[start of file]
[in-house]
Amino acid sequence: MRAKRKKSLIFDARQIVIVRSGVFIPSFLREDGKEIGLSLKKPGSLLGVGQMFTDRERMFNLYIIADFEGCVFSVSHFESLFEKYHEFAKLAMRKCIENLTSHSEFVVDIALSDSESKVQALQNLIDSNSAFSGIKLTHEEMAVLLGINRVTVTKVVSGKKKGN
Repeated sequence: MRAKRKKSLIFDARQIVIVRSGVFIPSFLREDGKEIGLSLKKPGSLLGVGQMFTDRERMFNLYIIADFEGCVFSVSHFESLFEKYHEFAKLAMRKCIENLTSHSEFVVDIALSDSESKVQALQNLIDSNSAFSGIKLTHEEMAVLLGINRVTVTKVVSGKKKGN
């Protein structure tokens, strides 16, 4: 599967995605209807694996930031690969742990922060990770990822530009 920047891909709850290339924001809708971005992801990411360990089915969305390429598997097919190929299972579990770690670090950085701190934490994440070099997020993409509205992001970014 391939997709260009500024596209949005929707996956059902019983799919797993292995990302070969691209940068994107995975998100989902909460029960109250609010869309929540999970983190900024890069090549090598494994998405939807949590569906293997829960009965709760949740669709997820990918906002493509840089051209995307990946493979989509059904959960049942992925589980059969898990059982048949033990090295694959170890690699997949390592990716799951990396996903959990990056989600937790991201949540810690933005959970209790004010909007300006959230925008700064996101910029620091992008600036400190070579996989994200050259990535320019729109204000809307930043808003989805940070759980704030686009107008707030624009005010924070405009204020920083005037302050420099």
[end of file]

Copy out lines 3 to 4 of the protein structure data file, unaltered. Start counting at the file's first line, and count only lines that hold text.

Repeated sequence: MRAKRKKSLIFDARQIVIVRSGVFIPSFLREDGKEIGLSLKKPGSLLGVGQMFTDRERMFNLYIIADFEGCVFSVSHFESLFEKYHEFAKLAMRKCIENLTSHSEFVVDIALSDSESKVQALQNLIDSNSAFSGIKLTHEEMAVLLGINRVTVTKVVSGKKKGN
């Protein structure tokens, strides 16, 4: 599967995605209807694996930031690969742990922060990770990822530009 920047891909709850290339924001809708971005992801990411360990089915969305390429598997097919190929299972579990770690670090950085701190934490994440070099997020993409509205992001970014 391939997709260009500024596209949005929707996956059902019983799919797993292995990302070969691209940068994107995975998100989902909460029960109250609010869309929540999970983190900024890069090549090598494994998405939807949590569906293997829960009965709760949740669709997820990918906002493509840089051209995307990946493979989509059904959960049942992925589980059969898990059982048949033990090295694959170890690699997949390592990716799951990396996903959990990056989600937790991201949540810690933005959970209790004010909007300006959230925008700064996101910029620091992008600036400190070579996989994200050259990535320019729109204000809307930043808003989805940070759980704030686009107008707030624009005010924070405009204020920083005037302050420099």